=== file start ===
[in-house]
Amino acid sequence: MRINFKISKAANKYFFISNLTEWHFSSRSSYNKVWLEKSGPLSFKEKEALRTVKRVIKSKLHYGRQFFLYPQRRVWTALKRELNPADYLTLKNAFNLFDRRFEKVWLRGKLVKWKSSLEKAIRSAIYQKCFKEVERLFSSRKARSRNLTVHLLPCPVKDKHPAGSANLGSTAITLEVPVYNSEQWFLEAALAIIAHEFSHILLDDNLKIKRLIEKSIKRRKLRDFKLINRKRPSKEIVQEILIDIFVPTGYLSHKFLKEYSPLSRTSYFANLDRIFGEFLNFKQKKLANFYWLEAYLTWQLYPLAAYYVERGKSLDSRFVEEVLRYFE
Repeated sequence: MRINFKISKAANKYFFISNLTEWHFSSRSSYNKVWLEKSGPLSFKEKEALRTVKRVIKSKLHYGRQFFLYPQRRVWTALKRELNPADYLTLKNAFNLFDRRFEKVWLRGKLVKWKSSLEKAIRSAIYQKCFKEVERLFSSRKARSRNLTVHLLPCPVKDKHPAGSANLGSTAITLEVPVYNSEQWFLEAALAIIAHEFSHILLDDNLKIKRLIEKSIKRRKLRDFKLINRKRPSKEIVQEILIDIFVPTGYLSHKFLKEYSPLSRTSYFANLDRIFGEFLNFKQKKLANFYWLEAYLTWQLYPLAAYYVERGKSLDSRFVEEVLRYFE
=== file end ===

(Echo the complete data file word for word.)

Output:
[in-house]
Amino acid sequence: MRINFKISKAANKYFFISNLTEWHFSSRSSYNKVWLEKSGPLSFKEKEALRTVKRVIKSKLHYGRQFFLYPQRRVWTALKRELNPADYLTLKNAFNLFDRRFEKVWLRGKLVKWKSSLEKAIRSAIYQKCFKEVERLFSSRKARSRNLTVHLLPCPVKDKHPAGSANLGSTAITLEVPVYNSEQWFLEAALAIIAHEFSHILLDDNLKIKRLIEKSIKRRKLRDFKLINRKRPSKEIVQEILIDIFVPTGYLSHKFLKEYSPLSRTSYFANLDRIFGEFLNFKQKKLANFYWLEAYLTWQLYPLAAYYVERGKSLDSRFVEEVLRYFE
Repeated sequence: MRINFKISKAANKYFFISNLTEWHFSSRSSYNKVWLEKSGPLSFKEKEALRTVKRVIKSKLHYGRQFFLYPQRRVWTALKRELNPADYLTLKNAFNLFDRRFEKVWLRGKLVKWKSSLEKAIRSAIYQKCFKEVERLFSSRKARSRNLTVHLLPCPVKDKHPAGSANLGSTAITLEVPVYNSEQWFLEAALAIIAHEFSHILLDDNLKIKRLIEKSIKRRKLRDFKLINRKRPSKEIVQEILIDIFVPTGYLSHKFLKEYSPLSRTSYFANLDRIFGEFLNFKQKKLANFYWLEAYLTWQLYPLAAYYVERGKSLDSRFVEEVLRYFE